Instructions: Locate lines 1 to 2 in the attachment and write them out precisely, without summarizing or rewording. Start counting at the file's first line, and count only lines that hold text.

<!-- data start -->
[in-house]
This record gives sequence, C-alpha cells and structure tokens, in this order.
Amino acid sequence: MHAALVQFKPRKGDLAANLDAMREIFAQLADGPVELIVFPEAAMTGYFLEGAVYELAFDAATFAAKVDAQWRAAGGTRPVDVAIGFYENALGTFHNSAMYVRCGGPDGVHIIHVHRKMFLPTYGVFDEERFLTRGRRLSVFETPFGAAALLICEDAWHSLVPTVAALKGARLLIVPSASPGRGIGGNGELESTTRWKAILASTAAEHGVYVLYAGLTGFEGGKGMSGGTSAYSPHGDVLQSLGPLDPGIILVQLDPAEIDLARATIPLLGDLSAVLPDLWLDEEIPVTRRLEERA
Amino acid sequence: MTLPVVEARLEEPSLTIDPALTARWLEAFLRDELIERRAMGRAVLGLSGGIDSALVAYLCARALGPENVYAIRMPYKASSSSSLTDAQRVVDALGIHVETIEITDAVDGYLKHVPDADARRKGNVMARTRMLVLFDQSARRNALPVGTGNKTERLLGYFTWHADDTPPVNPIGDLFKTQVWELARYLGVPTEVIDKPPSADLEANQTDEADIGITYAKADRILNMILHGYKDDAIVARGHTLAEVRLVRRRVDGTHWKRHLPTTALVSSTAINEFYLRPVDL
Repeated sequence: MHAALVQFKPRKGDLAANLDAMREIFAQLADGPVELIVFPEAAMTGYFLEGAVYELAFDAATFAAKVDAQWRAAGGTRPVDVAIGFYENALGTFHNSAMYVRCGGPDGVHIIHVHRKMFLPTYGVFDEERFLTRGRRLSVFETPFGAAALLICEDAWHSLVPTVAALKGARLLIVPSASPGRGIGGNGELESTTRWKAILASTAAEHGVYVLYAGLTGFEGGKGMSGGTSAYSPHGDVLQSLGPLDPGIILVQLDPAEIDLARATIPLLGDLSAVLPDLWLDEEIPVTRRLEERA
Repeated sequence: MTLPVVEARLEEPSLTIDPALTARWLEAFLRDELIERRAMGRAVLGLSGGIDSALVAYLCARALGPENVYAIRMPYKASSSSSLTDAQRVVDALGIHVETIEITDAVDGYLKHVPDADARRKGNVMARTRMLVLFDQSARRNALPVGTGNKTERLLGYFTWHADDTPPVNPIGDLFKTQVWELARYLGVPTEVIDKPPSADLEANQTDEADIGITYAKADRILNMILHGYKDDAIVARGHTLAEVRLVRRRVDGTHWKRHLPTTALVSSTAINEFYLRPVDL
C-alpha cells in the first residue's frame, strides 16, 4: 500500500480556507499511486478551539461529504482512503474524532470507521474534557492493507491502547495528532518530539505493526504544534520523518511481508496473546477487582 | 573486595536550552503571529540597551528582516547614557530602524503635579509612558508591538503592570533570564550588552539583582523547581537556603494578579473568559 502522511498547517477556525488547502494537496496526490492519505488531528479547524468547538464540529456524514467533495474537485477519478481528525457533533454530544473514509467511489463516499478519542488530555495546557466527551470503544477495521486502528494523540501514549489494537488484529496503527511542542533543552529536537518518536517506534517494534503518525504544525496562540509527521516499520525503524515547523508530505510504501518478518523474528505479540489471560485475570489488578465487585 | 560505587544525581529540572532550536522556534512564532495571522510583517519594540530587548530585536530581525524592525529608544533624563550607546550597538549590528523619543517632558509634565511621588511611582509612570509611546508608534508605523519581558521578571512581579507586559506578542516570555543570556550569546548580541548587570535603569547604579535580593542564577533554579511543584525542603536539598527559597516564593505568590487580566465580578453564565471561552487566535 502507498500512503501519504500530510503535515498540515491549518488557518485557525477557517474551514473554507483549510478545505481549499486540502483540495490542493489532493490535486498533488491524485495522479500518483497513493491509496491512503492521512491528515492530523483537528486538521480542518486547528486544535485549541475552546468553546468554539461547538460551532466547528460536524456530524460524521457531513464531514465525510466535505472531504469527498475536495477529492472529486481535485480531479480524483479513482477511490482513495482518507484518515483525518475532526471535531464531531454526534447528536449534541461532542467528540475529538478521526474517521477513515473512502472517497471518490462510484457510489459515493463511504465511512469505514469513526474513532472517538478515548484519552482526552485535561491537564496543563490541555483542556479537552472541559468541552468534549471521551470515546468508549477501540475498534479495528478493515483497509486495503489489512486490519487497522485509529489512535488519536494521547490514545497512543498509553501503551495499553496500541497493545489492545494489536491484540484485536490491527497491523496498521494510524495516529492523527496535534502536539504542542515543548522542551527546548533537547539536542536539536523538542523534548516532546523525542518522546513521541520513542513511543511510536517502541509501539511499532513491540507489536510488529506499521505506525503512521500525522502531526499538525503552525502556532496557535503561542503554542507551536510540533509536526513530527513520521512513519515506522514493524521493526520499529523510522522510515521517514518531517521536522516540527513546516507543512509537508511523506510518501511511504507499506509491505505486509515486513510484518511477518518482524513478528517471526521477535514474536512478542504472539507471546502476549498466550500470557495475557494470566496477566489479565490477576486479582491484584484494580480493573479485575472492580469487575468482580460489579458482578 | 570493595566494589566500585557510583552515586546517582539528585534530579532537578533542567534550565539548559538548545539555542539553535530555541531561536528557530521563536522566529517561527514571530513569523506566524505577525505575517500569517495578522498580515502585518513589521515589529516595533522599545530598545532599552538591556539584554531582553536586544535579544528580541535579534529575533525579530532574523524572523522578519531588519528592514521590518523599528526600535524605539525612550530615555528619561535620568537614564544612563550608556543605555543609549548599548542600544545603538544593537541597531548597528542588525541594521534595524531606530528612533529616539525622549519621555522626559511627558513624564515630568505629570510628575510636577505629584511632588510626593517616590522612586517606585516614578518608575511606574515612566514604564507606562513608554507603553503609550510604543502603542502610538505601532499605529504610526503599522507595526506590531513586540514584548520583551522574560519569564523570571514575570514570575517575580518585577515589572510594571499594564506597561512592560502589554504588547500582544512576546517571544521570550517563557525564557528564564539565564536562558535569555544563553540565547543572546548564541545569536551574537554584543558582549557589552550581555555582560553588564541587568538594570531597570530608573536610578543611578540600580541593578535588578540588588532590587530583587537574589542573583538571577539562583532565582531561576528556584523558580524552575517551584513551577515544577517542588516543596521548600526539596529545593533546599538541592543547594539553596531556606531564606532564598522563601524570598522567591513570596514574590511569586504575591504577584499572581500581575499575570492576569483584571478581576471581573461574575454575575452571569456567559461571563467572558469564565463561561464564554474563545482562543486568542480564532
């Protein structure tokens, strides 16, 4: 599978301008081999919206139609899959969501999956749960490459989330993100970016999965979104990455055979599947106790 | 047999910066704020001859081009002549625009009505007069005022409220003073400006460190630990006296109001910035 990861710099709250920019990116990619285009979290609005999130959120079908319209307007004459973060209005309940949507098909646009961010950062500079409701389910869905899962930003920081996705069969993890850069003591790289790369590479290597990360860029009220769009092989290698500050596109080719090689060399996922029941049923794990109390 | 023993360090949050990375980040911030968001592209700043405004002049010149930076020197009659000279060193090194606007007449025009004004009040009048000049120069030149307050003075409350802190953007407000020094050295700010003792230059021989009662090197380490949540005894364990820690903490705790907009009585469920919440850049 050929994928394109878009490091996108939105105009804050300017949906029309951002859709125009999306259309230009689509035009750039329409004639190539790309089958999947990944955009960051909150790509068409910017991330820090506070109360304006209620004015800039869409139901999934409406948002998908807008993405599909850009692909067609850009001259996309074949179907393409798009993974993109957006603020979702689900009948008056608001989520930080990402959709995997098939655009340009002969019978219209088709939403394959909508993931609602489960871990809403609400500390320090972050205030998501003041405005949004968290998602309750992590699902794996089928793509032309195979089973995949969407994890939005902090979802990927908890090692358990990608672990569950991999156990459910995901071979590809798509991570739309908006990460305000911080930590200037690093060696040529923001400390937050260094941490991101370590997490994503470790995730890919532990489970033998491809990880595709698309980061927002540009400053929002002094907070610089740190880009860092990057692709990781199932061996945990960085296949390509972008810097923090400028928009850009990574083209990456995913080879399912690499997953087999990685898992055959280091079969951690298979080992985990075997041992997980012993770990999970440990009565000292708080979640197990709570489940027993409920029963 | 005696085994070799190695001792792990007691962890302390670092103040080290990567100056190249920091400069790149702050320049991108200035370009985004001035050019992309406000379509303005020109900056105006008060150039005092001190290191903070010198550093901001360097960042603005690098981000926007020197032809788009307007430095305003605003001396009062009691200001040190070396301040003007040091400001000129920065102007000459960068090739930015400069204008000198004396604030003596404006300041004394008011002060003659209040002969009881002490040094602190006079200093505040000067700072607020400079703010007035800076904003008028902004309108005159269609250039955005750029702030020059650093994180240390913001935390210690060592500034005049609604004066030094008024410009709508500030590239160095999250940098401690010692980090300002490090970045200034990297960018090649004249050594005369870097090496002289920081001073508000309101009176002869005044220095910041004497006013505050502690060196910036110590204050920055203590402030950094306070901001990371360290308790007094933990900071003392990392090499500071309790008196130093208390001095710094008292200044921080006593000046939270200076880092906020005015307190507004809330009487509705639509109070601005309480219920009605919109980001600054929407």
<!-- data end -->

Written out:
[in-house]
This record gives sequence, C-alpha cells and structure tokens, in this order.